As Ryan Tubridy gets ready for his eighth Late Late Toy Show, he’s as enthusiastic as ever about a night that really is all about the children, writes Des O’Driscoll
The first year of the Toy Show must have been quite daunting, but since then you’ve looked as relaxed as could be in the show... how much do you actually get to enjoy it?
Ryan Tubridy: From the get-go, I love it. It just comes very easily to me. The excitement builds from the week before and by the time I get to the night itself, I am like a kid on Christmas morning. It is not complicated for me. It is far from a chore – it is the most fun a 43-year-old child can have.
What’s the secret in presenting a show like that... there seems to be an element of surrendering to the madness?
Largely that, and not to underestimate the intelligence of children, that is the key. They are brighter than they ever get credit for and also, just talk at their level, because if you try talking down or up to them, they will have the measure of you, just talk to and with them. You eyeball them and accept their answers for what they are, regardless of how goofy they are.
How long do the kids get with the toys before the show?
About two weeks and afterwards all the toys go to charities. The kids know that, and they are more than happy to hand them back, given that they are going to a good cause.
The Toy Show has enjoyed incredible longevity, not least due to a few tweaks made over the years. Is there a long term plan?
I would see the Toy Show as U2 albums, it is the same band, we have just evolved the sound and the look. We are in a constant state of evolution trying to make it better and fun. We will move with the times.
So many toys are digital now... that must present challenges in presentation?
Not if you box clever with them. For example, a lot of the digital things can be useful for a child’s imagination. They can co-exist — imagination and technology together. We need to work well with what we have got and if that is lip-synching or dancing, or doing something physical or fun, that is the bit we will do on the show.
What is it that makes The Late Late Toy Show so special?
It’s a magical night. When you see the excitement on the kids’ faces as they arrive into the studio, it’s a wondrous thing. I try to build a relationship with them quickly, so that within a minute or so, we’re goofing about and having the craic. I think that comes across on screen — that everyone is enjoying themselves immensely.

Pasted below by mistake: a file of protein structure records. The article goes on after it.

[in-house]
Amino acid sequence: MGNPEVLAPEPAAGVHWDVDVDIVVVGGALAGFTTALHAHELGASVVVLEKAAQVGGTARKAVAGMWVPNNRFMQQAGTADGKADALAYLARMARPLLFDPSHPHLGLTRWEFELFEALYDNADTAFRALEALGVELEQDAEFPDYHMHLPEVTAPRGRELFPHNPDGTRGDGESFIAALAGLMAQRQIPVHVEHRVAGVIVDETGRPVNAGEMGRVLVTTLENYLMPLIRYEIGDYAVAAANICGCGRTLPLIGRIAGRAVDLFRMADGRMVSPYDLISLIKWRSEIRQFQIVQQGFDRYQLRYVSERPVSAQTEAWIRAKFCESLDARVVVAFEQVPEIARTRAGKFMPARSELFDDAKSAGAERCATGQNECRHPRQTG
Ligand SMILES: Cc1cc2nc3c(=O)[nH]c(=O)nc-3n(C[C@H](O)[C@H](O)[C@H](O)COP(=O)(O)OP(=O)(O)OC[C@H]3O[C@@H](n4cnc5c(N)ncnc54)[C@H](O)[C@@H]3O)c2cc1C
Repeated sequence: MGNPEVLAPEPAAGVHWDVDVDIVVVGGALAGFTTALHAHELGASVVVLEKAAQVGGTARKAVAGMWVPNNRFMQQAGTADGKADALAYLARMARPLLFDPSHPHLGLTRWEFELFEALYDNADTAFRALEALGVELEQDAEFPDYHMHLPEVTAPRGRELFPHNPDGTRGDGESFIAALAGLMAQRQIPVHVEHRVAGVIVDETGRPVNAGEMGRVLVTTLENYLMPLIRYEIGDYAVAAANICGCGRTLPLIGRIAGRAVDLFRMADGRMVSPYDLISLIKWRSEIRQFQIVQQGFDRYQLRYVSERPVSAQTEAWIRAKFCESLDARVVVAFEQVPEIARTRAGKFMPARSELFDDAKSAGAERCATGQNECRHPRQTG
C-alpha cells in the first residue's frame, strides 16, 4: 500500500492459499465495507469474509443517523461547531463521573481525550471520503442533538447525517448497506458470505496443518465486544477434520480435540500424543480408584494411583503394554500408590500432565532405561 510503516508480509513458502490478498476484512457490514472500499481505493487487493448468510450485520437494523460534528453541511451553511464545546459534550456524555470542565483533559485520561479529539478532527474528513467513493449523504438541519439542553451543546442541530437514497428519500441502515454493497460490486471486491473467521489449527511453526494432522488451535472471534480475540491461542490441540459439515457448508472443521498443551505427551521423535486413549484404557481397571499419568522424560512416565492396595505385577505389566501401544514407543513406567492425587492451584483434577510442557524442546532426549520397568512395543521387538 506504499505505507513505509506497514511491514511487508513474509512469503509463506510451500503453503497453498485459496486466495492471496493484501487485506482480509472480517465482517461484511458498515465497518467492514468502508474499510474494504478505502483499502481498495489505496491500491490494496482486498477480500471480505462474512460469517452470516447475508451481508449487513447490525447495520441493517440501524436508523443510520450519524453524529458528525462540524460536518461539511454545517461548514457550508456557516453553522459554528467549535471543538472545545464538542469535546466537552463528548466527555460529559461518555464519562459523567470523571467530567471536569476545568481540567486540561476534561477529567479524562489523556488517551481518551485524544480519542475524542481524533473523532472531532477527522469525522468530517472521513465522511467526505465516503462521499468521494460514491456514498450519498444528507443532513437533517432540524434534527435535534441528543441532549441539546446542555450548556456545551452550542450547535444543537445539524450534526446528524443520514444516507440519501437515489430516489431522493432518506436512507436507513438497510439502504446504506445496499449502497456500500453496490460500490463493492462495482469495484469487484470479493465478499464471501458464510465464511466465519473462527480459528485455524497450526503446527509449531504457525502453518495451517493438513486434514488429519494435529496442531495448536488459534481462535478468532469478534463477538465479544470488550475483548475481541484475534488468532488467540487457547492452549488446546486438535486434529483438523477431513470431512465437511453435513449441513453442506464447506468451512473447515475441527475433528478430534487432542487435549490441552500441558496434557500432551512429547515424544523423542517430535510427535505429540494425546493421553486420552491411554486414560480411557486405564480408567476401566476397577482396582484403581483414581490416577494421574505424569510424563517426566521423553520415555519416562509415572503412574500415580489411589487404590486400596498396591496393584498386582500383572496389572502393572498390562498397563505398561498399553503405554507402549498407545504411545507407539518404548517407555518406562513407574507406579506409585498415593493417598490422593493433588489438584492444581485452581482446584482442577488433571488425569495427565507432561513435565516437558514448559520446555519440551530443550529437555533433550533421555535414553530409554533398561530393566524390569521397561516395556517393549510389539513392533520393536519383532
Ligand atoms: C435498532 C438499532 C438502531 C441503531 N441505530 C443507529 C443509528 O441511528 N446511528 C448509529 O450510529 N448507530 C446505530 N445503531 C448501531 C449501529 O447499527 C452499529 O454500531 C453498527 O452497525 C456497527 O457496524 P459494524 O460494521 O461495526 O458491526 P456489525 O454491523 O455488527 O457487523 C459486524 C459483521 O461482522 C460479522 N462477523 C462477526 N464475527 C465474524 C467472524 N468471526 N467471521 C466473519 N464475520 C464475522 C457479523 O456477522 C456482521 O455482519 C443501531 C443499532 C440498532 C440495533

How do you get the best out of the children who appear on the show?
You get down on your hunkers and eyeball them — you get to their level. You don’t patronise them, you talk to them like fun-sized adults and you go a little dark with your humour. And you must have a healthy disrespect for authority. In my experience, kids respond really well to that — that licence to be a little bit bold.
Any special guests this year?
That would be telling! That said, I think the real beauty of the Toy Show is the kids — the performers and the toy demonstrators are what make it a special night. We are always open to having those big names on the show — the Ed Sheeran appearance is still a major highlight for many people — but there has to be a reason for them to be there. It’s about the children and how they will react ultimately, as we saw with Johnny last year when Evelyn Cusack came on. Here was this boy who had a deep, deep love for meteorology and he was meeting his hero — the look on his face was just magnificent. That is what the Toy Show is all about.
The Toy Show gets bigger and bigger, do you feel pressure to make every year bigger and better than the last?
We take every Toy Show on a year-by-year basis. We have had a great run — last year’s was the second most watched TV show in Ireland this century — but I don’t dwell on that too much. We have a show to put on and once that red light goes on and you’re in people’s homes, it’s about getting stuck in and forgetting about everything else around it. It is brilliant that so many people love the show but it’s not the reason I present it — I do it because it’s tremendous fun and I love it.
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